sodium silicate

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Sodium Silicate

KEY FACTS

OTHER NAMES:

Sodium metasilicate; soluble glass; water glass

FORMULA:

Varies; often represented as Na2SiO3; see Overview

ELEMENTS:

Sodium, silicon, oxygen

COMPOUND TYPE:

Salt (inorganic)

STATE:

Ranges from solid to liquid

MOLECULAR WEIGHT:

Varies; sodium metasilicate: 122.06 g/mol

MELTING POINT:

Varies; sodium metasilicate: 1089°C (1992°F)

BOILING POINT:

Not applicable

SOLUBILITY:

Soluble in cold water; reacts chemically with hot water

OVERVIEW

Sodium silicate (SO-dee-um SILL-uh-kate) is a generic term that refers to a series of compounds with varying proportions of sodium oxide (Na2O) and silicon dioxide (SiO2). The term is sometimes used synonymously with a specific form of the compound called sodium metasilicate, with the chemical formula Na2SiO3. Other forms typically range from Na2O•3.75SiO2 to 2Na2O•SiO2 with one or more molecules of water of hydration. Sodium silicate is a white amorphous (without crystalline structure) solid with the physical properties listed above. Other forms of sodium silicate range from white powders with varying degrees of solubility in water, to greenish, glass-like solids, to liquids with varying degrees of viscosity. Viscosities vary over a range of nearly a million, from about 0.5 poise to more than 600,000 poise. Poise is the unit of measurement for viscosities. Other physical properties of the sodium silicates also vary considerably depending on the relative proportions of sodium oxide and silicon dioxide present. The sodium silicates are sometimes referred to as the simplest form of glass.

HOW IT IS MADE

Sodium silicates are made by fusing (melting) sand (silicon dioxide) and soda ash (sodium carbonate) or sodium hydroxide in a gas-fired open hearth furnace, somewhat similar to the furnaces used in the manufacture of steel. The products of this reaction are lumps of sodium silicate that are broken apart and dissolved in a stream of hot steam. The proportions of sand and soda ash used, the temperature of the reaction, and the amount of water that remains in the final product all determine the physical properties of the final product.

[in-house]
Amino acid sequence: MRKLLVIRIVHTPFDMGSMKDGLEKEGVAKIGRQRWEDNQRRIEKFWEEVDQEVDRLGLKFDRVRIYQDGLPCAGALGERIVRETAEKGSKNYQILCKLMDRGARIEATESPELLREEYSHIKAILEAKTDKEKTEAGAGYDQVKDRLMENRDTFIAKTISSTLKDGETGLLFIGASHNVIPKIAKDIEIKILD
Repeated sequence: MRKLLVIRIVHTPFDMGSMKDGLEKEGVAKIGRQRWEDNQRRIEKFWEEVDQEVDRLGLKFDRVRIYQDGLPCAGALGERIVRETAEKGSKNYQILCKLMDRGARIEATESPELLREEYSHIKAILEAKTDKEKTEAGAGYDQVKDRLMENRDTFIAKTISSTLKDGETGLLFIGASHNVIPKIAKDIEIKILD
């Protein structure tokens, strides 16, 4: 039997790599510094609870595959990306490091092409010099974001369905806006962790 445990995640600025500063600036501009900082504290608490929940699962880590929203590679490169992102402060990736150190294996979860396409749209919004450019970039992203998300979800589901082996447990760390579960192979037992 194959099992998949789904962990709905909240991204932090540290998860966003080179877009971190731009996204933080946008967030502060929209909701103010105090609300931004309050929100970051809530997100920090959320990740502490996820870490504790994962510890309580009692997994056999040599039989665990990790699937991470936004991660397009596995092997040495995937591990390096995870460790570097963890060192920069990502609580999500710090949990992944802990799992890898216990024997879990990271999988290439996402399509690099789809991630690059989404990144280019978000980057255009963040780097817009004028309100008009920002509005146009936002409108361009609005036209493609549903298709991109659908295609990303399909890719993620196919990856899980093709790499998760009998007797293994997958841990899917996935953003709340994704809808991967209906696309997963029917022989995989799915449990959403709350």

COMMON USES AND POTENTIAL HAZARDS

About 1.1 million metric tons (1.3 million short tons) of sodium silicate was produced in the United States in 2004. The primary application for the compound is in the manufacture of soaps and detergents. It improves the cleaning ability of these products and is less damaging to metal components of dishwashers and washing machines than other ingredients of soaps and detergents. Sodium silicate is also used as a water softener, used by itself or as an ingredient in detergents.

Interesting Facts

  • One of the early uses of sodium silicate was as a preservative for eggs. Eggs were soaked in solutions of sodium silicate, or the compound was painted on the egg shells. The sodium silicate filled the pore in the egg shell, preventing bacteria from entering the egg and causing it to spoil. The process was very effective and preserved eggs for up to nine months. More efficient and less expensive methods of preserving eggs are now available.